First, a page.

Day by day things take shape, step by step the work moves towards completion. God the great Architect checks each stage and declares Himself satisfied.
The story is magnificent and majestic. But it is not without its problems.
For example, why does the system change once the sixth day is over?
Everything up to that point is material and physical – land and seas, sun, moon and stars, flora and fauna, man himself – but creation now becomes non-physical with the seventh day Sabbath.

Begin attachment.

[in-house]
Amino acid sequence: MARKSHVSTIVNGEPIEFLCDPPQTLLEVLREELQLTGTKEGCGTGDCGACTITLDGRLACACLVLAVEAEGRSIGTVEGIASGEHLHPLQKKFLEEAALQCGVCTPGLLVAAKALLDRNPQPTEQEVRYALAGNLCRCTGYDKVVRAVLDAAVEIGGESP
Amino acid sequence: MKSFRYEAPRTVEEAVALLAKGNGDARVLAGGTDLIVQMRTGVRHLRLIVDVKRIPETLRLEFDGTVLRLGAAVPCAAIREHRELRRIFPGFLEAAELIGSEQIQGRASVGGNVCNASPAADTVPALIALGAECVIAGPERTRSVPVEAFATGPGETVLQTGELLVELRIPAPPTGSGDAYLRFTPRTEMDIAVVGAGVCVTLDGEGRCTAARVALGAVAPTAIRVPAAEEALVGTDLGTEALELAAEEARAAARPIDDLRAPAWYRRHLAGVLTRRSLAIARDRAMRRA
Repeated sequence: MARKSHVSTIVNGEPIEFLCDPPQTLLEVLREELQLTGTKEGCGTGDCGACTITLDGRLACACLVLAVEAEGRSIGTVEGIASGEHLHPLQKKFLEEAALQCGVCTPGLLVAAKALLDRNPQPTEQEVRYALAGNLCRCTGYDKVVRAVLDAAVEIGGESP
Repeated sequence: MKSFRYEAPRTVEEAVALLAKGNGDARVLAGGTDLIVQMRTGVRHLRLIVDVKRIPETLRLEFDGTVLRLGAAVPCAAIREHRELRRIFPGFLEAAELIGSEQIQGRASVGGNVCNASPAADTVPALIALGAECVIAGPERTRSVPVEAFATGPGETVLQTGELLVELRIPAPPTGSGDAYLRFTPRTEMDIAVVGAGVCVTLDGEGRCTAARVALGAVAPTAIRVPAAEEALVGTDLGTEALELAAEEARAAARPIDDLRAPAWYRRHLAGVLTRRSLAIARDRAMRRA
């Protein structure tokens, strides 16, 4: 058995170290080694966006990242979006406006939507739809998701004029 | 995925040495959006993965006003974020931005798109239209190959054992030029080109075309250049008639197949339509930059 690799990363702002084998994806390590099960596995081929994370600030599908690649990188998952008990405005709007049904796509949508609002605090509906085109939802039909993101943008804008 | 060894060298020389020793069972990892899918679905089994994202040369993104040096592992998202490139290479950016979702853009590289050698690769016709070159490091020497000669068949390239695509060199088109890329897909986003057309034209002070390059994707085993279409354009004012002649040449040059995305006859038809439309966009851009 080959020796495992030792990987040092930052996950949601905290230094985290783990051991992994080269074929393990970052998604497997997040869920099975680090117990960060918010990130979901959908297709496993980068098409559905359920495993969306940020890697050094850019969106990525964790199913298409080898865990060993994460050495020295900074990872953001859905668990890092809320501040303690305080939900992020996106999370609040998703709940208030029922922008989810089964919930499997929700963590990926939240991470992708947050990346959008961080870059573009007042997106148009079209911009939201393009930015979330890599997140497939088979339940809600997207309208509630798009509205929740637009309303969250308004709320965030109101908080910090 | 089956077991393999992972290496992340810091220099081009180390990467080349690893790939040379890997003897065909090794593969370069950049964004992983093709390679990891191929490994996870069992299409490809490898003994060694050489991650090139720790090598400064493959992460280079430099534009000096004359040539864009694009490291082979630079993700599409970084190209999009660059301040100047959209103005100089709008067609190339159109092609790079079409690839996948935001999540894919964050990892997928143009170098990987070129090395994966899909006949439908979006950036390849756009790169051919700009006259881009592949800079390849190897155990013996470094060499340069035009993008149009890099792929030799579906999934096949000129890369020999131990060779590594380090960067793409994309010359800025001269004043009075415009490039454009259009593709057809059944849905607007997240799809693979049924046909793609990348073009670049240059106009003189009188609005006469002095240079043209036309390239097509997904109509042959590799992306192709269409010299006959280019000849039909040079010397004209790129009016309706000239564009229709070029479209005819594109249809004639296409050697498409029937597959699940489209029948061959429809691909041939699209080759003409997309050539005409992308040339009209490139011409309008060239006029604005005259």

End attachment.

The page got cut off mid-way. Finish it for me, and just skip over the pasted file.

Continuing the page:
The clue comes in the word la’asot, “to function”; the physical world is created “to function”, but subject to a condition: everything must have time out.
The earth has to rest – hence the sabbatical year. The animals have to rest – hence they must rest when we do.
Above all man, as the only part of creation with a consciousness of time and purpose, must rest. This is why Shabbat was created.
Yet Sabbath rest is not just physical; the day is not merely for sleep and inactivity but for spiritual and cultural refreshment.
A famous pianist was asked, “What is the secret of your playing?”
His answer? “The magic is not in the notes, but in the pauses between them!”
Shabbat is the pause that makes the difference.